Tamarisk is now declining in abundance in some parts of its range in the West because of the release and spread of a biological control agent, a defoliating beetle.
Tamarisk is a familiar invasive species across the American West, occupying hundreds of thousands of acres of river floodplains since the 1960s. This shrub or small tree, which is also known as saltcedar, has successfully colonized a range of sites.
USGS invasive species science, such as this tamarisk research, provides critical information for society on the economic and ecological price of controlling invasive species.
Real-time streamflow data are available from the U.S. Geological Survey for over 4200 stations throughout the United States. These data are available only through the World-Wide Web.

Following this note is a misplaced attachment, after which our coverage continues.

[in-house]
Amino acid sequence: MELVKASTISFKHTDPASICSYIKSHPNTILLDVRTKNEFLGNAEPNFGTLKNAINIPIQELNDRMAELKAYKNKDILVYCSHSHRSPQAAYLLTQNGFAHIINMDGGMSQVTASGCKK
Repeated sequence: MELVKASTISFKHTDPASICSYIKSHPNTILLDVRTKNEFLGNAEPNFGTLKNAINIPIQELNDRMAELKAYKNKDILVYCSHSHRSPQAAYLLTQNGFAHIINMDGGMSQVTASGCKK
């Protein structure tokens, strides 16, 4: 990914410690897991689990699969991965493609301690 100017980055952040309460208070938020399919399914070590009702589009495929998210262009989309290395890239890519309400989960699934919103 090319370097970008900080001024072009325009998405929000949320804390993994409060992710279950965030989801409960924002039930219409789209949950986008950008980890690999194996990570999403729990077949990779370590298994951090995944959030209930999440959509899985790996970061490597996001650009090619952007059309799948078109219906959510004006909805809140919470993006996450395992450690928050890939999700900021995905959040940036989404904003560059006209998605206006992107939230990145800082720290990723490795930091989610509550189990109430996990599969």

USGS real-time streamflow data typically are recorded at 15- to 60-minute intervals, stored onsite, and then transmitted to USGS offices every 1 to 4 hours, depending on the data relay technique used.
Real-time streamflow data available on USGS pages are PROVISIONAL data that have not been reviewed or edited. These data may be subject to significant change and are not citable until reviewed and approved by the U.S. Geological Survey.
Why are there sometimes differences between river stages as reported by the National Weather Service and by USGS?
At some USGS stream-gage installations, NWS maintains a separate stage sensor that is serviced by NWS technicians.